Well, it does help and also the fact that, unbelievably, we've never seen Doyle before. Now, don't ask me why that is, I don't understand. All these years, no one has done his stories. They've done derivatives. They've taken the names of Holmes and Watson, but they've never done his stories. I cannot think why. At least that gave me something to do.

Also, the fact he [Holmes] only wore the deerstalker hat in the country...that he never smoked a calabash pipe--that was brought in by [actor] William Gillette in New York, at the turn of the century...that he smoked a long, thin, cherry-wood in his disputatious moods, and a grey pipe in his meditative moods--that's the beginning of "The Copper Beeches."

So, all these things you can get from Doyle, and when other actors who play Holmes and just pop on the deerstalker, and his cape and the pipe and walk straight through it, puff...puff...puff--and get on with the next thing--that's probably the safer way to train [laughs]--but it's not exactly being true to Doyle. It's just an image, like a cliche, which is not real.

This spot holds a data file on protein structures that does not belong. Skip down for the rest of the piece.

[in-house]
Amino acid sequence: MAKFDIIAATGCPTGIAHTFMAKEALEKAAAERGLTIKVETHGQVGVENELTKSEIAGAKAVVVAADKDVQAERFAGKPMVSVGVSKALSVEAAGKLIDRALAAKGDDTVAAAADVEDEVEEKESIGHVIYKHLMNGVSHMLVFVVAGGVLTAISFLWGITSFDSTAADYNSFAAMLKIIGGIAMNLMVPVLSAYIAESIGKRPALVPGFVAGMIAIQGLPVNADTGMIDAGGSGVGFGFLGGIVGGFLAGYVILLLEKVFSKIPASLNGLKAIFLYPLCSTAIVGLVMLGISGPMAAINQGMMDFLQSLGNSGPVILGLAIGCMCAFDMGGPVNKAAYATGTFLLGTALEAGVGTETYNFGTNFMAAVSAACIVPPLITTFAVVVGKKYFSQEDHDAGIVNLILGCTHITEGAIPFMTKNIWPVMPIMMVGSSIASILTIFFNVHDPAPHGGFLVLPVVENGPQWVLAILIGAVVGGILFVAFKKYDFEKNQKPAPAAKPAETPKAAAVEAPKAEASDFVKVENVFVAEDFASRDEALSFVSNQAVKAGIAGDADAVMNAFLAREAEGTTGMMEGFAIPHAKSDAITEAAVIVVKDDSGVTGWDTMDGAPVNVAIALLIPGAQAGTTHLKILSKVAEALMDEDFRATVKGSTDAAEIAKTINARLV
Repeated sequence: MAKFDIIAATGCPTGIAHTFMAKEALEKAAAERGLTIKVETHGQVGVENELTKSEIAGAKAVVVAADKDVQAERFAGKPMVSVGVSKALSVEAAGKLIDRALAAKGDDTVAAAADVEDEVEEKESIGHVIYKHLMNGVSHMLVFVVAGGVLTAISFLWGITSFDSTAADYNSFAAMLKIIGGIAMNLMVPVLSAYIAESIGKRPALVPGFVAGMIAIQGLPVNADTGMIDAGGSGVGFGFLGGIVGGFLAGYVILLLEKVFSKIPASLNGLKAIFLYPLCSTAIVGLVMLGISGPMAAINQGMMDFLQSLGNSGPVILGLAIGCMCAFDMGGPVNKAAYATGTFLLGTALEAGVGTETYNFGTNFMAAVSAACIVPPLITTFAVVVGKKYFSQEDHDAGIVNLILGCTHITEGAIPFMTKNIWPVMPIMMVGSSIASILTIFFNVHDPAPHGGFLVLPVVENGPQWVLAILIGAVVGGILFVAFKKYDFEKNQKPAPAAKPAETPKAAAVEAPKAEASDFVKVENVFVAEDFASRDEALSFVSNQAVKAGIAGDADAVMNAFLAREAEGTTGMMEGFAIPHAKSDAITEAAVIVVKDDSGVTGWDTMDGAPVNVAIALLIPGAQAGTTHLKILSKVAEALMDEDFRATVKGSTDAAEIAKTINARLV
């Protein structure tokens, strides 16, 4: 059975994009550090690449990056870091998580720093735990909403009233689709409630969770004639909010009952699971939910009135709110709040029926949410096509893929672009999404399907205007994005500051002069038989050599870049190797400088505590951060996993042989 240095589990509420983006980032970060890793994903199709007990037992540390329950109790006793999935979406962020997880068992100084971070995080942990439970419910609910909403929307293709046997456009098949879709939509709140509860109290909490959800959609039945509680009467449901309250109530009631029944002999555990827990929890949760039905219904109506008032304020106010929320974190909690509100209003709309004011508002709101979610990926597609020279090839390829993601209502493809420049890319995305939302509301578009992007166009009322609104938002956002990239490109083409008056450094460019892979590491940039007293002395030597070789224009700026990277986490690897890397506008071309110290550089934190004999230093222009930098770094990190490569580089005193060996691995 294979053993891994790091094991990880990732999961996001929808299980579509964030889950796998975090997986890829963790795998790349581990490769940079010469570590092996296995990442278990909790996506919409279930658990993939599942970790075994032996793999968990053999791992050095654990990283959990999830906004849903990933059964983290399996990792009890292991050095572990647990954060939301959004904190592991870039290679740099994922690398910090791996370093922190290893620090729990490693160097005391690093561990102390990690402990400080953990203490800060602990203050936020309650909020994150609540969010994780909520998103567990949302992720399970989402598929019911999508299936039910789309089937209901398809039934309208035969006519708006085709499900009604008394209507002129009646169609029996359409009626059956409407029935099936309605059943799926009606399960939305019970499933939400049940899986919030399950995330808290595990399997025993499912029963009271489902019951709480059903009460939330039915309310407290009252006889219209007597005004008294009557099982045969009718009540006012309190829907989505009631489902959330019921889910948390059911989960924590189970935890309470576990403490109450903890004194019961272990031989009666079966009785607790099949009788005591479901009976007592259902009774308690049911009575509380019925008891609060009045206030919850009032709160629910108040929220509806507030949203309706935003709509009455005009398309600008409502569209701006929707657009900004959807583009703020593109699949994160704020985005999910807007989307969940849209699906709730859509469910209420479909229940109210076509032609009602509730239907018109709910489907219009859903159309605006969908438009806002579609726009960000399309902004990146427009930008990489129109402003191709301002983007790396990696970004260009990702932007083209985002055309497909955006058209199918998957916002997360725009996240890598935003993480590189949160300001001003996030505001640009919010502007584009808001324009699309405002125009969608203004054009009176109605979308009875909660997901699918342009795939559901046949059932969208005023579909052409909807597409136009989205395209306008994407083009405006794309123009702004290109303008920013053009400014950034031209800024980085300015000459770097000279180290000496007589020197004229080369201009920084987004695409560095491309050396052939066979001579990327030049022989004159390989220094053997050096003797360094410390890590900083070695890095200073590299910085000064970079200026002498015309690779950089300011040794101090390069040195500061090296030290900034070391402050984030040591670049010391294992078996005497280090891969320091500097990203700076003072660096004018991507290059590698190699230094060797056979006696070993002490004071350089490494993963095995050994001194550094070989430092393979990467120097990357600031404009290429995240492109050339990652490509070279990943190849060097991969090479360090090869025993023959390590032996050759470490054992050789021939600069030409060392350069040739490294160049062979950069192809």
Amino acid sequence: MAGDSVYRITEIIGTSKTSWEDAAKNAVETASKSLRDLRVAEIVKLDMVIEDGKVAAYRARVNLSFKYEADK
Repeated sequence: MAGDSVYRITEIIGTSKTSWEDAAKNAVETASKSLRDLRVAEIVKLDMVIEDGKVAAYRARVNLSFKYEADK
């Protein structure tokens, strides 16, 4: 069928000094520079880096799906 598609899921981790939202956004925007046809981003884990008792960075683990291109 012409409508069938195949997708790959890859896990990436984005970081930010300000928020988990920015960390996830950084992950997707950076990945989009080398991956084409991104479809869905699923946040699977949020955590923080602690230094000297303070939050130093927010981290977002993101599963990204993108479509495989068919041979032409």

Children love him.


I'm not quite sure. [Pulls out a crumpled note from a child with drawings on it.] From Michael McClure II, age 8. [Looking at the note still] Holmes is riding on a dragon...I think he's killing the dragon.

So this is a role model for them.

I think for the kids, they think he's a hero. I rang [the child's] mother this morning because I wrote him a letter and I wanted to make sure it arrived. He got it through St. Louis, because it was fairly heavy going in St. Louis, fantasywise....I mean, Sherlockian-wise and fan-wise.